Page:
The decision came after Deby's meeting with his French counterpart, Nicolas Sarkozy, in the Chadian capital of Ndjamena.
Sarkozy, on an African tour with wife, Carla Bruni, made a brief stop in Chad to persuade Deby to accept an international investigation into the alleged crackdown on political dissidents.
Weeks earlier France helped deliver the country from a rebel attack on its capital.
Rights groups have charged that the government declared a state of emergency on February 14 as an excuse to terrorise peaceful political opponents.
Sarkozy had said he wanted a "credible" international commission to probe the whereabouts of two political opponents who had gone missing since the coup attempt.
"It is not because it has a legitimate government that [Chad] can do whatever it wants," he said later. "I won't cede on this point. France wants the truth."
Bernard Kouchner, the French foreign minister, was scheduled to meet Chadian opposition figures later on Wednesday.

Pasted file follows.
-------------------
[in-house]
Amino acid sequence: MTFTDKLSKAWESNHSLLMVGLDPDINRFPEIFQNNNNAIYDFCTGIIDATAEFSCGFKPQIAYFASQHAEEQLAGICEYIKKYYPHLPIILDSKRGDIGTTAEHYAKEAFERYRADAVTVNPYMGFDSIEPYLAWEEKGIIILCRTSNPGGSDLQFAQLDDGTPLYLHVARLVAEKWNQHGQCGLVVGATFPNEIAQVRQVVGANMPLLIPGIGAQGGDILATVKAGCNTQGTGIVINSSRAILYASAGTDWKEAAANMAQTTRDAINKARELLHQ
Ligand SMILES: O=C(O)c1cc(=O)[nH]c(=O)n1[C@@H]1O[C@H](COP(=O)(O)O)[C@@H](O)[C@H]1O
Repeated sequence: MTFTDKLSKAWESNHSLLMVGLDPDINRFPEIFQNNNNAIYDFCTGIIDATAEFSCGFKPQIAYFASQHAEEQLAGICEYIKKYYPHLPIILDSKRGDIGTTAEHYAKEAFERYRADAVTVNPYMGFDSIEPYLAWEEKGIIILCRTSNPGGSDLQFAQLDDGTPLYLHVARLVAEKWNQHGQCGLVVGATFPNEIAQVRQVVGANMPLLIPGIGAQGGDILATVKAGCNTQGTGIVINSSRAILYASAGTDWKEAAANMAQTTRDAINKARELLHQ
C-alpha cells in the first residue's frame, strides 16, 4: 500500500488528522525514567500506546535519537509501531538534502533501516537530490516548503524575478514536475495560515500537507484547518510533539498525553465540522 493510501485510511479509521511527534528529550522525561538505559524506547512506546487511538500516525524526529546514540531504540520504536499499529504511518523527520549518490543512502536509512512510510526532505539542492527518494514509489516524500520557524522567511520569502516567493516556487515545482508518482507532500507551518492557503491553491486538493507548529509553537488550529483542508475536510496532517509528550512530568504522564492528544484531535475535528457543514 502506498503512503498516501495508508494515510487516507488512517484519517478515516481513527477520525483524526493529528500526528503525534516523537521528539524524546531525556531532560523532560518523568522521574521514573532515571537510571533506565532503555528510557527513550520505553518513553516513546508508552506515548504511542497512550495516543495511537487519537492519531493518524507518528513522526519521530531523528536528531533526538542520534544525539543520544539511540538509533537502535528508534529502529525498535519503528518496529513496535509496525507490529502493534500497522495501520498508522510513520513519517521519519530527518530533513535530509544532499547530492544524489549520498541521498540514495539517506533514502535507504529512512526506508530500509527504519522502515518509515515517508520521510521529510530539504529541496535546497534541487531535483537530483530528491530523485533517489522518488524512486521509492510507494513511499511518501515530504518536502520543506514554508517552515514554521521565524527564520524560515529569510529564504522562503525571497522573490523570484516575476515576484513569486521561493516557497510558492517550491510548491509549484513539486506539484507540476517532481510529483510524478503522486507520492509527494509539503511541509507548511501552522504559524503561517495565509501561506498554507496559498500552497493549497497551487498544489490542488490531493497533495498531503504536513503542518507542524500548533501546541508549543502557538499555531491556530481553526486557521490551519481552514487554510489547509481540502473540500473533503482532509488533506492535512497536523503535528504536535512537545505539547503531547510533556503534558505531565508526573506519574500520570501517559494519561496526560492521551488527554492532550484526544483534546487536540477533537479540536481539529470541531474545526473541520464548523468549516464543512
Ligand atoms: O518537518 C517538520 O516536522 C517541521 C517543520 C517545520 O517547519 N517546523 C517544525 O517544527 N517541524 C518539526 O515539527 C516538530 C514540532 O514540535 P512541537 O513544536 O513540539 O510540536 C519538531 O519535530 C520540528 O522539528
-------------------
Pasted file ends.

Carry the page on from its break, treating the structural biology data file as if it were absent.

Opposition supporters claim Ngarlejy Yorongar and Ibni Oumar Mohamat Saleh who have been missing for weeks, were arrested by Chadian forces.
The government has confirmed arresting Lol Mahamat Choua, the country's former president, as an "enemy combatant".
He was held in a military prison before being placed under house arrest.
France plays a key role in a planned 3,700-strong peacekeeping force, known as Eufor, to protect refugees from Darfur in neighbouring Sudan, as well as others embroiled in conflicts along Chad's border.
Chad accused Sudan of backing rebels to destabilise the country.
Sarkozy said France "is available in the coming days to favour" mediation between the two neighbours.